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On the occasion of our Solidarity Sunday on 5 February, we invite the Edgelands Institute and the Magnum Photos Agency to share the first results of their ongoing collaboration. A round table with photographers Peter van Agtmael and Thomas Dworzak, and researcher Bernard Rappaz will be moderated by Pascal Hufschmid. It will allow you to discover their images, discuss their observations and, above all, to see how photography is a formidable tool for becoming aware of the increasing digitalisation of our private and public lives.
- discussion in English
- free event, resistation HERE
- the acces to the permanent and temporary exhibitions is not free
Surveillance cameras, facial recognition software, commercial exploitation of our private data, constant digital surveillance in public spaces: all these technologies are increasingly encircling our daily lives and our way of living together.
The Edgelands Institute has set itself the goal of establishing "ephemeral laboratories" to study the impact of this digitalisation of security in different urban environments. Yesterday in Medellin and Cúcuta, today in Geneva and Nairobi, tomorrow in Singapore and Chicago, the aim is to promote understanding of this new digital landscape.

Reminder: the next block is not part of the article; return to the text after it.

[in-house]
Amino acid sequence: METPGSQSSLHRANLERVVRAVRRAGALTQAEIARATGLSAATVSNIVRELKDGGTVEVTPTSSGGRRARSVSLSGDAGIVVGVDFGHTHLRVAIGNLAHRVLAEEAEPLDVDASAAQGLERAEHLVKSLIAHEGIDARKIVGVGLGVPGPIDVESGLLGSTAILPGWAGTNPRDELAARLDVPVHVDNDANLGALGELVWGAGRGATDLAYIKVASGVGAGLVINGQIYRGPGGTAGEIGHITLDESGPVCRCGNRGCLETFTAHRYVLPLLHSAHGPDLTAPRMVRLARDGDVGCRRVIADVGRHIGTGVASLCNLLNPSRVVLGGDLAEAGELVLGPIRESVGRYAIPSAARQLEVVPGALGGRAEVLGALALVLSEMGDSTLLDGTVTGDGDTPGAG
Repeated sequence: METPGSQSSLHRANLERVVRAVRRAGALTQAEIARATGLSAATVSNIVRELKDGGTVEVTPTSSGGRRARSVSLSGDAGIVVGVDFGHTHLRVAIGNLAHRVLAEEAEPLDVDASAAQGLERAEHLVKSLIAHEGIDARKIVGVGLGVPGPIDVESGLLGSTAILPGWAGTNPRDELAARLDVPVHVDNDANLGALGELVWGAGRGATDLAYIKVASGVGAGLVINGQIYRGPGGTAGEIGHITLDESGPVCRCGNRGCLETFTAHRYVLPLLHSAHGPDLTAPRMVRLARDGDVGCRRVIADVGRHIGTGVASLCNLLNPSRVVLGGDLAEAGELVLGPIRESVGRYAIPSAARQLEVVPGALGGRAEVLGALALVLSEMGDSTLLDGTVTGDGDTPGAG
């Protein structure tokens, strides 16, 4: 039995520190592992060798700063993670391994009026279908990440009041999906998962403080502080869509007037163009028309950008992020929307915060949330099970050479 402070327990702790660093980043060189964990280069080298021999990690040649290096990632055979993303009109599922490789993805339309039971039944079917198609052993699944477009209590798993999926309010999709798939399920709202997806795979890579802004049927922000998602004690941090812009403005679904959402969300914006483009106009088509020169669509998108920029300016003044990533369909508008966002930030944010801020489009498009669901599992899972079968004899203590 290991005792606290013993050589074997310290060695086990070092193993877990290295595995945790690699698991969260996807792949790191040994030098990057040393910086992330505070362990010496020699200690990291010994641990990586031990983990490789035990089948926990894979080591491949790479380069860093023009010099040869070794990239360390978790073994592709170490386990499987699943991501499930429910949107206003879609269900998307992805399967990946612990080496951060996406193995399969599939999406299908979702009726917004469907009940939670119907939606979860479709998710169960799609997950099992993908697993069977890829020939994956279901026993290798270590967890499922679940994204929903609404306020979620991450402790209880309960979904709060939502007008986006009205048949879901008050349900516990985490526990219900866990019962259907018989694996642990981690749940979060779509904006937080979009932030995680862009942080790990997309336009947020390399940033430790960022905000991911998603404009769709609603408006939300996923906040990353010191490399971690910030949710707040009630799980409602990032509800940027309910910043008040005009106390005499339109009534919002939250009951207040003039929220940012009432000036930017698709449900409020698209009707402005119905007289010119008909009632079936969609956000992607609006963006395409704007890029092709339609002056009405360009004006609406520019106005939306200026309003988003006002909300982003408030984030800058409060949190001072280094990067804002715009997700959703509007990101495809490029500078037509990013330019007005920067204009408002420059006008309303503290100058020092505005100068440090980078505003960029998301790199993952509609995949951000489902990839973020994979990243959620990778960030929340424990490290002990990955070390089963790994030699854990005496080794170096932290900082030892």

The Magnum Photos Agency is a partner in the project and will intervene in each of the cities to look at the issues surrounding the use of these surveillance technologies. For more information: Watching Me, Watching You.
Peter van Agtmael works on themes of conflict, history and memory. Born in Washington, D.C. in 1981, he has received numerous awards including the World Press Photo Award and several covers of the NY Times Magazine. He joined Magnum Photos in 2008. With the Edgelands Institute in Medellin, he discovered a city once considered one of the world's most dangerous metropolises that is now observed both formally and informally by a network of private and public devices.
Thomas Dworzak has documented many of the key events and conflicts that have marked history since 1990, first in Northern Ireland, Palestine and the former Yugoslavia, then in Afghanistan, Iraq, Georgia and Ukraine. Born in Germany in 1972, the quality of his vision has also been recognised by numerous awards and he has been a member of Magnum Photos since 2004.
With the Edgelands Institute in Geneva, he has been tracking the digital traces observed in a "world-city" where all kinds of local and international actors coexist, observe and monitor each other.
Bernard Rappaz is research associate at Edgelands Institute. He was a journalist, correspondent for Swiss public television in the United States before becoming editor-in-chief of the Department of Information for more than a decade. He has a particular interest in the challenges of the digital world with the creation of the RTS digital service in the early 2000s.